3 Top Lures for Louisiana’s Gulf Coast
With countless lures available for fishing on the Gulf of Mexico, narrowing your selections down to three types will help you to get the bigger fish and gain the experience needed to draw in those monsters from out of hiding. Although there are hundreds of lures to choose from, by narrowing the list to three, you won’t get frustrated or overwhelmed when you make the call to the Louisiana offshore fishing charter captain to book your next fishing excursion.
Choosing the Right Jigs to Catch Bigger Fish
Make no mistake about it, the charter boat captain can lead you to where the monster fish are hiding, but he can’t reel them in the boat for you. The jig consists of nothing more than a weighted head that is attached to a hook, allowing you to attach the soft bait of your choice to the body or trailer of the jig. The jig will be cast far away from the charter boat, then followed by occasional jerking of the rod tip. This movement is the key to attracting the bass or redfish hiding around the oil rigs or bridge pillars because it simulates the fish falling and rising the water column. This simulation of an injured fish is the dinner bell to hungry fish, and the predators will come in fast to take action before another fish gets the free meal. Regardless if the charter boat fishing captain has taken you offshore or inshore, you will have little trouble reeling in snapper, redfish, bass, and sea trout, with your jigs. The jigs are ideal in rough seas too, even high winds will not negatively affect the movement of the jig on the water.
Although this is one of the most popular lure types used out in the basin of the Mississippi, many anglers don’t use the jigs correctly and come home empty-handed. Although you feel that urge to reel the jig in fast, patience is the key. Reel in too fast or jerk the line too hard, and the fish will scatter. Jerking the line too hard pulls the bait out of the strike zone.
Topwater Lures Making Bigger Fish Strike
It doesn’t matter if you are hunting for bluefish, snook, redfish, sea trout, or amberjack, the topwater lures out on the Gulf of Mexico can help get those bigger predators to come out of hiding quickly. The topwater lure glides on the surface of the water, attracting big fish below to come from deep below to strike at the lure. In this area of Louisiana, the two best types of topwater lures are the walk the dog type stick baits and poppers & chuggers. The walk the dog baits are referred by fishermen as spooks and date back to 1939 as the industry standard in this region. The way to attract those huge trophy fish hiding deep in the Gulf of Mexico is to first point your rod down at the surface of the water, then move the tip very quickly in a side-to-side motion, simulating walking the dog. This motion is a dinner bell to certain fish who will splash around as they attack the bait quickly.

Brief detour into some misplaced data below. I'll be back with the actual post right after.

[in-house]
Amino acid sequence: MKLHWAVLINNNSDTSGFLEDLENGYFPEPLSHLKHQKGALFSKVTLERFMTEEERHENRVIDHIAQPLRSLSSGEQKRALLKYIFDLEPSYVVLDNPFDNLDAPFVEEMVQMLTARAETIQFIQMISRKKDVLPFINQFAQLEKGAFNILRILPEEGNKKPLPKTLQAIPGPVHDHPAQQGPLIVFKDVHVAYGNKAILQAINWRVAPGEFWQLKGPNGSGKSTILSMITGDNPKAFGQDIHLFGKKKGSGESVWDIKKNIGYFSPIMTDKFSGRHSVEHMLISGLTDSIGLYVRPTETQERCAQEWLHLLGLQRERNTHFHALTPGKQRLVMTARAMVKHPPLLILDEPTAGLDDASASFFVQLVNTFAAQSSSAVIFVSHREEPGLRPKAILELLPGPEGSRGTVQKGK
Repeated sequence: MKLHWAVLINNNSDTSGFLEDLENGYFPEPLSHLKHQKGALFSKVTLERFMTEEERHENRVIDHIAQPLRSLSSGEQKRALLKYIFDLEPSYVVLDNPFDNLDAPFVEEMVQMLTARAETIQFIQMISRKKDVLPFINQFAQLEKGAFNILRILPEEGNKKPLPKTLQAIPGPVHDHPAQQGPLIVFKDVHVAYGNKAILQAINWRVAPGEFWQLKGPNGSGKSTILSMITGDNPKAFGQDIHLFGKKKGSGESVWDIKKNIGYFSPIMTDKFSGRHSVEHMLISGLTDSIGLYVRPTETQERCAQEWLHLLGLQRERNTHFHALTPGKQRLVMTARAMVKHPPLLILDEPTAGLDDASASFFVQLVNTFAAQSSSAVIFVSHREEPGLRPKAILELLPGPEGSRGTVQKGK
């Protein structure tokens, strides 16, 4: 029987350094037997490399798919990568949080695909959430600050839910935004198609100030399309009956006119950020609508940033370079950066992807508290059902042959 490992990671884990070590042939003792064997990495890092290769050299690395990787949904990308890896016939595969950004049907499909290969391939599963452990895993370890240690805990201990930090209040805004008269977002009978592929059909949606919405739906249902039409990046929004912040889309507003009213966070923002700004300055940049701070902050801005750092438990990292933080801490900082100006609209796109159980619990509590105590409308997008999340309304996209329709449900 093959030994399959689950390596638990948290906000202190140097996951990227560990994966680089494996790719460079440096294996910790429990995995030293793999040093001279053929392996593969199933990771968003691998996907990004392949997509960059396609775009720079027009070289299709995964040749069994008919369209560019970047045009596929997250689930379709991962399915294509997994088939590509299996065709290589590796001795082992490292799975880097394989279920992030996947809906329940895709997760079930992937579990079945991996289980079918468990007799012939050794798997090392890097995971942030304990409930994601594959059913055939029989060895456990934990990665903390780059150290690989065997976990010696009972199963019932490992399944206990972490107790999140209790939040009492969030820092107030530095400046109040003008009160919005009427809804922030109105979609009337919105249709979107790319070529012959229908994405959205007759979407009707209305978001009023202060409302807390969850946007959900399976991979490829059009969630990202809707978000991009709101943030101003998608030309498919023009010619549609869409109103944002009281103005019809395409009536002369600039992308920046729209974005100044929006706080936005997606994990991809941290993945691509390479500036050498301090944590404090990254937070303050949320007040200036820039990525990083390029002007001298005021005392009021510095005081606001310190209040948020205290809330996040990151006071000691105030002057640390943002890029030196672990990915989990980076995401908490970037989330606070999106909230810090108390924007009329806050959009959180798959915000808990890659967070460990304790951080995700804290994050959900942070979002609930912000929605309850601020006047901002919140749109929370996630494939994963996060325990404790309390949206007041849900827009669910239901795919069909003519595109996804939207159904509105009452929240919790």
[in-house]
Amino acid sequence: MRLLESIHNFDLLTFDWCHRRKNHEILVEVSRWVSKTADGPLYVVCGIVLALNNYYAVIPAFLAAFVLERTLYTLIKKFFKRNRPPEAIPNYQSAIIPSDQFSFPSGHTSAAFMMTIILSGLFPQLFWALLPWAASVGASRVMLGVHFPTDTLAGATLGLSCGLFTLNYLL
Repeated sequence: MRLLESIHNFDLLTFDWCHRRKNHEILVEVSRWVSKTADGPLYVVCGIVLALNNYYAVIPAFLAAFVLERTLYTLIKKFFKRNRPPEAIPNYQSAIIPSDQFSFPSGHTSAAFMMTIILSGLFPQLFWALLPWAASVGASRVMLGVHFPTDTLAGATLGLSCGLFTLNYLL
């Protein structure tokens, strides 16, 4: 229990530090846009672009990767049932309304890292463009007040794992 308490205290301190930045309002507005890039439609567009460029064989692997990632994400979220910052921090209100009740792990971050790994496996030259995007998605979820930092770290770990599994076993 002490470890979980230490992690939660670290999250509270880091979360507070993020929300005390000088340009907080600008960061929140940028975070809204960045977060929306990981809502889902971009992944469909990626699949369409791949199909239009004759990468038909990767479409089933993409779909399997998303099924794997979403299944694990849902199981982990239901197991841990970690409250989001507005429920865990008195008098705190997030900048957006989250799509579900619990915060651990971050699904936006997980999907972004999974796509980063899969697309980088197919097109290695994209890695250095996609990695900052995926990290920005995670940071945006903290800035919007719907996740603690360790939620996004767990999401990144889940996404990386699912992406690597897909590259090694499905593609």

When using poppers & chugger out on the charter fishing boat, you’ll need to cast that lure out far, so make sure you have plenty of room. Once the lure hits the surface of the water, jerk the lure back with very small and swift motions of the tip of your rod. This quick action causes the bait to pop, displacing water and creating an audible splash and sound that predators can spot instantly. The noisy action of the lure and the constant splashing simulates a wounded fish, an easy way to draw out fish hiding near oil rigs, seawalls, and docks.
Why Crankbaits are Your Best Chance to Catch Fish
Make no mistake about it, the crankbait has been rated the best artificial fishing lure by avid fishermen looking to catch bigger fish. Easy to use, they create lifelike actions and patterns in the water, irresistible to most fish in the Gulf of Mexico. Simply cast out the lure, then crank it back, that swimming action of the lure gets bigger fish exciting about swooping in for a quick and easy meal. Choosing the right crankbait is all about knowing how deep the bait is designed to swim. Look closely at the bill of the crankbait, the length compared to size will tell you how deep the bait will swim. Short bills tend to run shallow, flat and long bills run much deeper.
Even though the crankbait is a breeze to use, choosing the wrong depth bait for the fishing environment the boat is stopping at could reduce your catches. If the lure gets too low and gets entangled with seaweed, remove it immediately because predators know fish usually are not swimming tangled in seaweed or other debris.
When you call the charter boat fishing captain to book your next fishing excursion, be sure to inquire about the types of areas the boat will be stopping so you can choose your lures according.